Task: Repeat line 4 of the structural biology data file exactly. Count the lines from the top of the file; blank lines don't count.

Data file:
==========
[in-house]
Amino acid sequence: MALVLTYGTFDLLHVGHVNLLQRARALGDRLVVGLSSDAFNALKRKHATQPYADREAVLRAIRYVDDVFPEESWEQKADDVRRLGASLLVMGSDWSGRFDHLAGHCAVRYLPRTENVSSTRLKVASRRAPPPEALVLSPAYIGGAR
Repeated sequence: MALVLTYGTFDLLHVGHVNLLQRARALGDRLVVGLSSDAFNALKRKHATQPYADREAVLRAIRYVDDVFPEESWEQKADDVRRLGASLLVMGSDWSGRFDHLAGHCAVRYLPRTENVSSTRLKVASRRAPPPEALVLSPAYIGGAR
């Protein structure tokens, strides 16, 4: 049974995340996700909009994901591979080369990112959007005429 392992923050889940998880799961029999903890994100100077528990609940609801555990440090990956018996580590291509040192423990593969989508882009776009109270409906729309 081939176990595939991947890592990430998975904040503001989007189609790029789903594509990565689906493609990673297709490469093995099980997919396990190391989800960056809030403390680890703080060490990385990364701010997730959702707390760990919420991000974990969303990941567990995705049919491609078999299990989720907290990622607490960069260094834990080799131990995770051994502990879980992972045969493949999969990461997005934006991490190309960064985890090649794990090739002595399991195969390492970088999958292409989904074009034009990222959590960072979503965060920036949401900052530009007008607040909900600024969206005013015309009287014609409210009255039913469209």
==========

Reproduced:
């Protein structure tokens, strides 16, 4: 049974995340996700909009994901591979080369990112959007005429 392992923050889940998880799961029999903890994100100077528990609940609801555990440090990956018996580590291509040192423990593969989508882009776009109270409906729309 081939176990595939991947890592990430998975904040503001989007189609790029789903594509990565689906493609990673297709490469093995099980997919396990190391989800960056809030403390680890703080060490990385990364701010997730959702707390760990919420991000974990969303990941567990995705049919491609078999299990989720907290990622607490960069260094834990080799131990995770051994502990879980992972045969493949999969990461997005934006991490190309960064985890090649794990090739002595399991195969390492970088999958292409989904074009034009990222959590960072979503965060920036949401900052530009007008607040909900600024969206005013015309009287014609409210009255039913469209």